If the offensive line can play even close to the level they did during the pre-season, then I truly believe we’ll see a trickle down affect in the offense’s overall performance.  The receivers still need to do a better job of catching the ball, but with adequate time, Rodgers will prove why most of us believe him to be an elite quarterback.

(3) Focus on stopping the run.  This was certainly an emphasis throughout the off-season, and after holding Matt Forte to 0 catches and only 55 yards on 25 carries in Week 1, there was cause for optimism.  However, after Sunday, the glass that was starting to look half-full quickly became half-empty once again.

The Packers could use a healthy B.J. Raji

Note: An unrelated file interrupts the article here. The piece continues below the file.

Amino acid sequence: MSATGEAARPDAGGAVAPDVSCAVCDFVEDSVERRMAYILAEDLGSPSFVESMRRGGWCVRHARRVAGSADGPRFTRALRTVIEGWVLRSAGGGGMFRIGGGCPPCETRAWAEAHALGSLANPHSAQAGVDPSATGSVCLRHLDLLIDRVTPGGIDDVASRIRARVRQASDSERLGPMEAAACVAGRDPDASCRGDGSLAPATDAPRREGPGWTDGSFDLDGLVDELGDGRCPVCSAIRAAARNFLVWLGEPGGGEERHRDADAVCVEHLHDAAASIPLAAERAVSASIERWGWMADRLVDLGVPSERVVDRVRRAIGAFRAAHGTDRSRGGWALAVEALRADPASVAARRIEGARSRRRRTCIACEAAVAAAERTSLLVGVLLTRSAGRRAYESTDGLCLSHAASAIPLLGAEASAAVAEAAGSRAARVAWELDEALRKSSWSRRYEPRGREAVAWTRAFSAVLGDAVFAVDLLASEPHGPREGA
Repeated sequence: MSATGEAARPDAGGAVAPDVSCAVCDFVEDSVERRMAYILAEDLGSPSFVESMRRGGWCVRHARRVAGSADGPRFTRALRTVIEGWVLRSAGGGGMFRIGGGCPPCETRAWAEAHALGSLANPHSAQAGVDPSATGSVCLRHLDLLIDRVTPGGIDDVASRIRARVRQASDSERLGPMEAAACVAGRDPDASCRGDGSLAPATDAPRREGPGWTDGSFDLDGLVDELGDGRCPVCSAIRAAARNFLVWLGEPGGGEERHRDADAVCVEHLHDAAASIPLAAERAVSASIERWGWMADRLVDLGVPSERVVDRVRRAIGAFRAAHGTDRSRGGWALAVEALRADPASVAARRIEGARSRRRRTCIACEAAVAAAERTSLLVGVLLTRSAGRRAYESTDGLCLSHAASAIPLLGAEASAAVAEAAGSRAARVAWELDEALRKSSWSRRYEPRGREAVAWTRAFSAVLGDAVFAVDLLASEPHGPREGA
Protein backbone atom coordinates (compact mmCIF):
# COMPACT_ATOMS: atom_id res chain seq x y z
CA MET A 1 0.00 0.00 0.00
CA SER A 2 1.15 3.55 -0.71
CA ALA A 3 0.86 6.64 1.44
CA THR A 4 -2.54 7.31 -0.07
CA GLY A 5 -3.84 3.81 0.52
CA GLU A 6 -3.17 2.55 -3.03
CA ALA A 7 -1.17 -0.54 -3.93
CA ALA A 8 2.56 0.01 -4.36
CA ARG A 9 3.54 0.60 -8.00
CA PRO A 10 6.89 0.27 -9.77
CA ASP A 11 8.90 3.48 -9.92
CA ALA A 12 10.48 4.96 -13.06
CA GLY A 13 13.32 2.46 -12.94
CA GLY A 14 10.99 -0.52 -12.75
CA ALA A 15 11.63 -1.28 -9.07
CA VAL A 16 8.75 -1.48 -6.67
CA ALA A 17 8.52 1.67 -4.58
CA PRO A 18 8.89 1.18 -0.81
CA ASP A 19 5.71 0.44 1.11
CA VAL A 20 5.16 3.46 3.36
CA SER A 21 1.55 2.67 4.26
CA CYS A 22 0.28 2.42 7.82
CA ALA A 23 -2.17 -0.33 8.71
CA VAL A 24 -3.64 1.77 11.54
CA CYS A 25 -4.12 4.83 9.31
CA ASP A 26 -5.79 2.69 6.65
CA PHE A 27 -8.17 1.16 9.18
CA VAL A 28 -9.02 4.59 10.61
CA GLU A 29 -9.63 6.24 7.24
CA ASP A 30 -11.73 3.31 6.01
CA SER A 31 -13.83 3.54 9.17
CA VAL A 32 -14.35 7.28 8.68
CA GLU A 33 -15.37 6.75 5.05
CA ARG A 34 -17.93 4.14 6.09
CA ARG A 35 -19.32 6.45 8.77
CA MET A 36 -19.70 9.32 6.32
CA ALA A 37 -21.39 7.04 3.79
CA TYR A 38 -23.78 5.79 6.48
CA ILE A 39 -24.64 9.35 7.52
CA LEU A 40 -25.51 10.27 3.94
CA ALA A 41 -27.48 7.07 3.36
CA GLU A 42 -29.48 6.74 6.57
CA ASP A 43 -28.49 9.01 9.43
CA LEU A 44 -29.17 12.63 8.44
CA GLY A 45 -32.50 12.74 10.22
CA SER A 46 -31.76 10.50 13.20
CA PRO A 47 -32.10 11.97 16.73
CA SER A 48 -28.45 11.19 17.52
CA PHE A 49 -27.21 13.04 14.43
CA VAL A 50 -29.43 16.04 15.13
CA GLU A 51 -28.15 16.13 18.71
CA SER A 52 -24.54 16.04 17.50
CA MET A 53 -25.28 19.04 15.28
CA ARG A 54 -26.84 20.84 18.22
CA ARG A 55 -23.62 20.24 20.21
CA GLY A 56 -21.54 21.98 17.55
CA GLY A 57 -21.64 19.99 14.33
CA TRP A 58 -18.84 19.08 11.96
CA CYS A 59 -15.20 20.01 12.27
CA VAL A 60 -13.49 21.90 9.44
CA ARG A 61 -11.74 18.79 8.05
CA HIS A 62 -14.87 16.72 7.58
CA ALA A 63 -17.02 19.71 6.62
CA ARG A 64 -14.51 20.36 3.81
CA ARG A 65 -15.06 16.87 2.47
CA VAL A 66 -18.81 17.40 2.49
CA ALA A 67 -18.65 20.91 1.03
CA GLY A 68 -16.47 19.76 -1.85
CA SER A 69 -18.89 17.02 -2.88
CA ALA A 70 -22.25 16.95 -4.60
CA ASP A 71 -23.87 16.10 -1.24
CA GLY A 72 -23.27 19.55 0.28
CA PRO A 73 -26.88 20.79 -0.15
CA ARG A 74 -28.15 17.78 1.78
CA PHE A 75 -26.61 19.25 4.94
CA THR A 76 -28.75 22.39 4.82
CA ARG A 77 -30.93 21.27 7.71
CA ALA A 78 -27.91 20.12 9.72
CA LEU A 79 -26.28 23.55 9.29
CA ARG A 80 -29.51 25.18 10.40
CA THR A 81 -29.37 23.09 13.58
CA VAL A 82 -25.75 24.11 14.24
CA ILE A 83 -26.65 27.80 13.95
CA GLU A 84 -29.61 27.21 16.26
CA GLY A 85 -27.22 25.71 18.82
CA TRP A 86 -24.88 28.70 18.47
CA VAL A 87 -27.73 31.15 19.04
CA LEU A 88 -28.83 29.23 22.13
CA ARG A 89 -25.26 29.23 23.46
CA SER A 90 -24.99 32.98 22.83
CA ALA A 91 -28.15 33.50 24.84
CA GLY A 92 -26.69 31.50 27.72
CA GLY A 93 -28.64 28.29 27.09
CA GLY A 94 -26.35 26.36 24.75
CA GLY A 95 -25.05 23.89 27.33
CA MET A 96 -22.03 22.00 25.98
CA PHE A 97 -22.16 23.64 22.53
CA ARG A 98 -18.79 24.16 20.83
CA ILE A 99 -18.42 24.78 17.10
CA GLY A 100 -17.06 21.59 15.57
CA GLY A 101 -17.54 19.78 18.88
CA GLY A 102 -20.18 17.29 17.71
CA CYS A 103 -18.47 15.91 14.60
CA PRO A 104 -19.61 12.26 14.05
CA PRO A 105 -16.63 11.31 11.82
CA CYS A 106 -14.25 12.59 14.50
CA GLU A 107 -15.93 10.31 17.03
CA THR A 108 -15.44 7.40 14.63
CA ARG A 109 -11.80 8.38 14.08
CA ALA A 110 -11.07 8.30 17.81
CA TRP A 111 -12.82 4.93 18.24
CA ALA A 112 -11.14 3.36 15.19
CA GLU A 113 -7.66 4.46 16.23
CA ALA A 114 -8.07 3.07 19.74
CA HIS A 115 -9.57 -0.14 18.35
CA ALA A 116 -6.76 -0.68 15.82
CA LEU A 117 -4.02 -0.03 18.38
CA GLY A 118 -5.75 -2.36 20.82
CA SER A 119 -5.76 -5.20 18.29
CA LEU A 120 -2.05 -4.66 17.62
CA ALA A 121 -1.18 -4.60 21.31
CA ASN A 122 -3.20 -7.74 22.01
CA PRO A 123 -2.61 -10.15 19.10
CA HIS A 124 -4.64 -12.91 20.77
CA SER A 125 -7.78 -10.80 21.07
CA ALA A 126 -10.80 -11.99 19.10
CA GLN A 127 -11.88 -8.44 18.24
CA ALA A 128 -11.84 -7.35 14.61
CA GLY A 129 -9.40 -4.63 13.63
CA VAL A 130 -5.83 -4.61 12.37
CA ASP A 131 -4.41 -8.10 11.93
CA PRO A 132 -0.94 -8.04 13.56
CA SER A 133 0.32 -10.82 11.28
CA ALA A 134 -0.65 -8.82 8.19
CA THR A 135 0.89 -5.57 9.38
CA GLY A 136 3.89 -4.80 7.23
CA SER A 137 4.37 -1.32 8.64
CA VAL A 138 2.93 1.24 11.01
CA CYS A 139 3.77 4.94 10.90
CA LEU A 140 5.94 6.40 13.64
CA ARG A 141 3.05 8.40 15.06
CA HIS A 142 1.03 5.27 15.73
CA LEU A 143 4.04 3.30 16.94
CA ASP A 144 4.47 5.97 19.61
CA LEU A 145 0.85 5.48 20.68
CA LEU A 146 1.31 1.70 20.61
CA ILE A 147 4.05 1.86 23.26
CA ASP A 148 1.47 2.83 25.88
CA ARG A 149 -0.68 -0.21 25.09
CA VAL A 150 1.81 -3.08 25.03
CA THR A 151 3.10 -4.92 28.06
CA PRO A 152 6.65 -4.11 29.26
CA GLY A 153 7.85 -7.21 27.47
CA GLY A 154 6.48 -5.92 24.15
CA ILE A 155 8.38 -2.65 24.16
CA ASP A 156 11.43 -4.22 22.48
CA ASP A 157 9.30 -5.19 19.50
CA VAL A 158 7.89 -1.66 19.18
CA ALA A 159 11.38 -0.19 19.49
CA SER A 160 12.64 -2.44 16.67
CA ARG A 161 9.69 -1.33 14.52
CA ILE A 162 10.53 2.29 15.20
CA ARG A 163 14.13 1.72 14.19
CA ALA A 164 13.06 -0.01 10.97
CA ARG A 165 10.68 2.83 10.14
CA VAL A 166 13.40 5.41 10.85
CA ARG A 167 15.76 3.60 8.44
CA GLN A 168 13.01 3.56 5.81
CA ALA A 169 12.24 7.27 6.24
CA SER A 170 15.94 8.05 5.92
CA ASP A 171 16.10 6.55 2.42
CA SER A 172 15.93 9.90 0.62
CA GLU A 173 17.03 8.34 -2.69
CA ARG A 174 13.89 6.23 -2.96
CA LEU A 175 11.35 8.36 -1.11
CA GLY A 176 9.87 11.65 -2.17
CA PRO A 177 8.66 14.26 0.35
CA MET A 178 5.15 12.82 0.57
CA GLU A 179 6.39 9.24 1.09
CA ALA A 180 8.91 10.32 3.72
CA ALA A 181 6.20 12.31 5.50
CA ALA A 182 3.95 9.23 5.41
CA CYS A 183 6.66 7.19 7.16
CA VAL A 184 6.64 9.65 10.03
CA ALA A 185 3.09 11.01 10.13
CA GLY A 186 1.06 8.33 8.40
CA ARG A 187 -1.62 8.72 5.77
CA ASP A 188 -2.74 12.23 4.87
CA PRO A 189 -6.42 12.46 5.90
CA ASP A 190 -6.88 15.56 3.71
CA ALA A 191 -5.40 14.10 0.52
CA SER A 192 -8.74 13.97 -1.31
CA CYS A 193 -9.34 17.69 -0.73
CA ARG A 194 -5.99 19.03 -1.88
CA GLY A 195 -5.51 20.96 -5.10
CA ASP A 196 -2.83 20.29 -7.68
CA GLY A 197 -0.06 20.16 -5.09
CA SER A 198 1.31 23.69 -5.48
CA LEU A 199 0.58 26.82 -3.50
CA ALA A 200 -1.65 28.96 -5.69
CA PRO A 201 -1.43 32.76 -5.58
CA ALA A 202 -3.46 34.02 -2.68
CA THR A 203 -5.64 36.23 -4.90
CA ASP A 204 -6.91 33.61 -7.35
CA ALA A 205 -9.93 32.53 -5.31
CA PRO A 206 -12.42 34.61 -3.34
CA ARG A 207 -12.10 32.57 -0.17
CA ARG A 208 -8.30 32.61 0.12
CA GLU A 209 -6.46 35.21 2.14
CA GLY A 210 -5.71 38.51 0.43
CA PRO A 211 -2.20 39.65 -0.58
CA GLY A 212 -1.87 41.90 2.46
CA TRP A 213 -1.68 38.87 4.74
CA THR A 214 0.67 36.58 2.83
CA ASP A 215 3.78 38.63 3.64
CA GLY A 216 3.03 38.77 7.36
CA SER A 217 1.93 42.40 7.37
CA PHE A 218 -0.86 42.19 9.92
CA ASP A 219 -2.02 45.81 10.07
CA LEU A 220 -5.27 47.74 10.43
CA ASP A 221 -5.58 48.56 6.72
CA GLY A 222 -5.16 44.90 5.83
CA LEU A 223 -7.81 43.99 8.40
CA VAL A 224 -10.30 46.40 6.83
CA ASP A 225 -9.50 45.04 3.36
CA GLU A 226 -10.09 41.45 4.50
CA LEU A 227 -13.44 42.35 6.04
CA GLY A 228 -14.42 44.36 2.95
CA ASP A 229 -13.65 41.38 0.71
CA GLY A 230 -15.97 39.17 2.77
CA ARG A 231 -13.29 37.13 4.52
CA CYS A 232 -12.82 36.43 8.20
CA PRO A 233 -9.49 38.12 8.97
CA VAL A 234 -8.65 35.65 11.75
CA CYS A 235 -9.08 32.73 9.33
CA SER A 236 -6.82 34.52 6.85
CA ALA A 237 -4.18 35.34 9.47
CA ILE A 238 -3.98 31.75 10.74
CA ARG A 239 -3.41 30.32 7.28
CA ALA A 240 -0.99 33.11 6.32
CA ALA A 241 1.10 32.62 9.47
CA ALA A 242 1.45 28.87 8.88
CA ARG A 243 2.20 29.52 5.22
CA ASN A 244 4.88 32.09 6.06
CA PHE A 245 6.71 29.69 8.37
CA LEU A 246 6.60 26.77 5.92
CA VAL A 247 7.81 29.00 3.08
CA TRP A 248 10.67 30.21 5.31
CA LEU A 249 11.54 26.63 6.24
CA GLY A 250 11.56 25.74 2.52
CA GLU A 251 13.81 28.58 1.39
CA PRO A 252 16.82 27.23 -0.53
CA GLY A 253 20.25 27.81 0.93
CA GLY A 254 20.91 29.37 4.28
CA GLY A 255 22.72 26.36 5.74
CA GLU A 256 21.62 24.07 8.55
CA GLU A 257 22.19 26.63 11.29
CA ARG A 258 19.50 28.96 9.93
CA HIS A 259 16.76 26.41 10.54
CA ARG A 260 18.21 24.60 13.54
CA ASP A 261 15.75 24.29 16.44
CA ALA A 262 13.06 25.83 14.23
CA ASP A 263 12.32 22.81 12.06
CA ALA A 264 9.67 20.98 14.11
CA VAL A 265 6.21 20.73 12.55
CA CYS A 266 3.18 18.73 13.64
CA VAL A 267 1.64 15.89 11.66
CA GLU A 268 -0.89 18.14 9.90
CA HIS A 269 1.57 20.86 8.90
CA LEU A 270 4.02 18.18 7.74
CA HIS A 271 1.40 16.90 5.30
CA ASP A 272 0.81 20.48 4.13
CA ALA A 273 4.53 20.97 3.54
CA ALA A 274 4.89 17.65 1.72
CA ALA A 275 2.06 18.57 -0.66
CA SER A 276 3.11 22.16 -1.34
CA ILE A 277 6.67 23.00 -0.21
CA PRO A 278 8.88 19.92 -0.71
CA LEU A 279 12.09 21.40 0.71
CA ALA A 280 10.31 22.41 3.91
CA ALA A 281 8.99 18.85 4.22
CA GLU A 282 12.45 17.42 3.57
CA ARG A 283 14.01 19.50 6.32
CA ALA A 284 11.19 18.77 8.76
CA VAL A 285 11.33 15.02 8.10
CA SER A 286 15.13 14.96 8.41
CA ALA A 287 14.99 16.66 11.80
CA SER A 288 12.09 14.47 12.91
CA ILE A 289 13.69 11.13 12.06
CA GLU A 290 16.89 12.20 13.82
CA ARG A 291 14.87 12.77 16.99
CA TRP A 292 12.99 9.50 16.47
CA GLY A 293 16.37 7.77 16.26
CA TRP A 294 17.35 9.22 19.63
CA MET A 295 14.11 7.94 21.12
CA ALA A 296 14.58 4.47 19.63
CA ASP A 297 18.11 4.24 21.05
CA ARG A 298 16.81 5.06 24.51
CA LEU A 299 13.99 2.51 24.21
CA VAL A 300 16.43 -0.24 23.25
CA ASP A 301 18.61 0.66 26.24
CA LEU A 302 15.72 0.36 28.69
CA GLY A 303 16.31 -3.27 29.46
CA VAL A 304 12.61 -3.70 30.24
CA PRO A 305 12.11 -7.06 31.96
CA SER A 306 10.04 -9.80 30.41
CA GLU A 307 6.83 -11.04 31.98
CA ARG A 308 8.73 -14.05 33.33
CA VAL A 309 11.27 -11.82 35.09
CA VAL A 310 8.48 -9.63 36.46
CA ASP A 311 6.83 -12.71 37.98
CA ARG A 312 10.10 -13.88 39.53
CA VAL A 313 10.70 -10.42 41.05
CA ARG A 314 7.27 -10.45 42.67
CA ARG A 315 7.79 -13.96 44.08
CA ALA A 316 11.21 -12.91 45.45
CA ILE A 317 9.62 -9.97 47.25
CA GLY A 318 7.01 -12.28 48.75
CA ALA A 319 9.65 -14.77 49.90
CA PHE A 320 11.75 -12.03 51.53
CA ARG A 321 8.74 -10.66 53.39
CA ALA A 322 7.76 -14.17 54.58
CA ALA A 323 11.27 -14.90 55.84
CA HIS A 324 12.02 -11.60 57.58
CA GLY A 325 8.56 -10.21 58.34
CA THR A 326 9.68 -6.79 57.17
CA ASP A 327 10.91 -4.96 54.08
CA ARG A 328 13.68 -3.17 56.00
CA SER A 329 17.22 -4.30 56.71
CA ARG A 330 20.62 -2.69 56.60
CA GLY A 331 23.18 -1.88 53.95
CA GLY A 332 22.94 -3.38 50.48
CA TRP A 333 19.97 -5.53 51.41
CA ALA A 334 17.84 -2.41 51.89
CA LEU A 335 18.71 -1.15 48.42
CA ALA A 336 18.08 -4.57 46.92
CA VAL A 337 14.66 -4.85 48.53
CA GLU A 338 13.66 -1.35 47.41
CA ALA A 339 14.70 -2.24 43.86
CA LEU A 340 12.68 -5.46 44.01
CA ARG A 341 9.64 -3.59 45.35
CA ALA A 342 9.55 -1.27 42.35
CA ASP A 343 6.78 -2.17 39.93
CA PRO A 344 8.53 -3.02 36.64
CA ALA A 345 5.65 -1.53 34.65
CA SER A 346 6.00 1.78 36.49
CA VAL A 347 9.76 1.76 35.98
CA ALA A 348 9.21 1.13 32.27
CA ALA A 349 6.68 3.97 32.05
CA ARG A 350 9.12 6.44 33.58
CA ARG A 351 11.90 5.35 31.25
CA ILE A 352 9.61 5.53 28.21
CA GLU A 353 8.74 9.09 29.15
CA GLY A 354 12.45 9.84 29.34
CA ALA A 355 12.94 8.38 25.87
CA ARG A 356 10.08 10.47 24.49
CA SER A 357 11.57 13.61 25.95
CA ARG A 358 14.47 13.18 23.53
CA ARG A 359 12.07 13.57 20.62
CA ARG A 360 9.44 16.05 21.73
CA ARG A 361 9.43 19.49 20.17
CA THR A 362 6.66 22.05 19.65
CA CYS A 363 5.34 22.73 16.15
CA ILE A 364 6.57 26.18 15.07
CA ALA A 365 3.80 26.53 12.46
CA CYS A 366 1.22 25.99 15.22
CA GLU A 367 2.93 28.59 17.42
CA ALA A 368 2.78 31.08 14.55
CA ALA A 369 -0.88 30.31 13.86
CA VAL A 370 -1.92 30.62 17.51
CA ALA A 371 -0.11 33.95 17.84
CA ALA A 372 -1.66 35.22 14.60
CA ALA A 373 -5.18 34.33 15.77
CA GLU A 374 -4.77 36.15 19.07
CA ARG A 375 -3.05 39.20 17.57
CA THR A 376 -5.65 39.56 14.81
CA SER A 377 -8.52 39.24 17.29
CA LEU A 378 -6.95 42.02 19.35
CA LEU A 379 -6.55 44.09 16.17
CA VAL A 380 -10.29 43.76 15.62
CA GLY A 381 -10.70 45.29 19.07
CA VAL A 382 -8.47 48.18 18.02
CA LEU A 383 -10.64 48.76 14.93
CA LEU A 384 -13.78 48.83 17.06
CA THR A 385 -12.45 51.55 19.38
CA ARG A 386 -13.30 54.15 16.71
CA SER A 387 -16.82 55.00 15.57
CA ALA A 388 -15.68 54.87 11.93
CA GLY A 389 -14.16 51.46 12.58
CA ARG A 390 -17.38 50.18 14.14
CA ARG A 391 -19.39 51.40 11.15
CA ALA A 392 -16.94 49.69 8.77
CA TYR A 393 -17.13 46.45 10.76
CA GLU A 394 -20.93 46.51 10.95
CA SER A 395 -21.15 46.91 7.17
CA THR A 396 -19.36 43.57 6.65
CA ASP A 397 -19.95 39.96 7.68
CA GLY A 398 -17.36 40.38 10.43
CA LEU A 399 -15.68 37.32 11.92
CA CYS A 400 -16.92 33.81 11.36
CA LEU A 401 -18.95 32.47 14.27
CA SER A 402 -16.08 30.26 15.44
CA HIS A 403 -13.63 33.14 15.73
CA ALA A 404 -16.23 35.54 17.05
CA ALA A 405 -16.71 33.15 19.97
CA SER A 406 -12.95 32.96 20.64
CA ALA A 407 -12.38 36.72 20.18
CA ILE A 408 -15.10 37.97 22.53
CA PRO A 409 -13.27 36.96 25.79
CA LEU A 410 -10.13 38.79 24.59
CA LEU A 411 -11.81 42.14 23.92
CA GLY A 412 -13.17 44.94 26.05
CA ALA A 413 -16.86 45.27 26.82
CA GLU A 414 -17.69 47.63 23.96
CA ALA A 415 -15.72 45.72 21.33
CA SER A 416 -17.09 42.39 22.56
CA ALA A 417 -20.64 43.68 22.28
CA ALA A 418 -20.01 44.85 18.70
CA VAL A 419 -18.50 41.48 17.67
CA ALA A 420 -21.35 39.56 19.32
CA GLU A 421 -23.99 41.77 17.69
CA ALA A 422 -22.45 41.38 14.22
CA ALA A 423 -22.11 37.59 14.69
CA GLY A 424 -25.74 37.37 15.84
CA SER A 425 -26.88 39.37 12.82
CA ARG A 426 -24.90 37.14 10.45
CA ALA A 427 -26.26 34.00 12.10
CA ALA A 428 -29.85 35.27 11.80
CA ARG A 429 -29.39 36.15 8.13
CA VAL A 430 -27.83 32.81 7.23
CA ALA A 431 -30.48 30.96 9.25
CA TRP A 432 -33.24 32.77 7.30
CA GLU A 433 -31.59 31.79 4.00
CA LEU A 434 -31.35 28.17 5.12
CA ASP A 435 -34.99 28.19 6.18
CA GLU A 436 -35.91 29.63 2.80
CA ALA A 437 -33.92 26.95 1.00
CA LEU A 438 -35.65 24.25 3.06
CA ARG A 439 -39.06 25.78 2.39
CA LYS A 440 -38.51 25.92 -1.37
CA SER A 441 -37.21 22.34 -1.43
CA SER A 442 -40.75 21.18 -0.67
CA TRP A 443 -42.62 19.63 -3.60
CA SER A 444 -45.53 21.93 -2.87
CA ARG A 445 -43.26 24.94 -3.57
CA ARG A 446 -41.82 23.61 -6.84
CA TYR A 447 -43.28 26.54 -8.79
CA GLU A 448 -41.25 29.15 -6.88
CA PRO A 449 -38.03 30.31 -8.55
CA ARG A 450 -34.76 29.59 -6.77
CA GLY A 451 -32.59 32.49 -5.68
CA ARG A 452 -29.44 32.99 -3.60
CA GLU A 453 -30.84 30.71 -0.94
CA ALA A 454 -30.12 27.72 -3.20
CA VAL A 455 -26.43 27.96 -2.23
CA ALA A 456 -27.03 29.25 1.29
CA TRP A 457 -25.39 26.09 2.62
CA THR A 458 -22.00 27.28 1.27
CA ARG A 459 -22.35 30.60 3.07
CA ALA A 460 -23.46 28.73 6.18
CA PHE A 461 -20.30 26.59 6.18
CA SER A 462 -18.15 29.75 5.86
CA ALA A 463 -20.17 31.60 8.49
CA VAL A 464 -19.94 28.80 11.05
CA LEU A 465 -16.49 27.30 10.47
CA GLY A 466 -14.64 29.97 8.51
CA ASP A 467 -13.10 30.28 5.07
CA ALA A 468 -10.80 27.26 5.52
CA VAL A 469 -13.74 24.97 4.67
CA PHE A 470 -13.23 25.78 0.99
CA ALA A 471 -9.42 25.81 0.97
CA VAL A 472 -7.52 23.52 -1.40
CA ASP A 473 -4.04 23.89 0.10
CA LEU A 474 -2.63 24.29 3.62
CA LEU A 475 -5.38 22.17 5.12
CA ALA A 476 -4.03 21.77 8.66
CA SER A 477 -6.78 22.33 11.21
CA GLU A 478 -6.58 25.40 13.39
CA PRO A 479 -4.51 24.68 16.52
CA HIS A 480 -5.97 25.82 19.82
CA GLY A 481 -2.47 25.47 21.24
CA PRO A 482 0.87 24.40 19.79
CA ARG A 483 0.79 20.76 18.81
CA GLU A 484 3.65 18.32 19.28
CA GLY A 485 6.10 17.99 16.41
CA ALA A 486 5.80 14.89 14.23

The Packers could use a healthy B.J. Raji

Like the Packers, the Rams are experiencing their own share of injuries along the offensive line, and the Rams field one of the weaker wide receiving corps in the league.  Despite that, Steven Jackson is healthy and running well.  He’ll be a great tune-up as this defense prepares to stop Adrian Peterson in two weeks.  The addition of B.J. Raji would surely bolster the Packers’ run defense and allow them not to run so many 2-4-5 formations, but I understand McCarthy’s reticence in playing the rookie:  it’s better to have Raji healthy at the end of the season than force him to play when he isn’t 100%, potentially resulting in him hitting the “rookie wall” and sputtering down the stretch.  Nonetheless, the sooner Raji sees the field the better.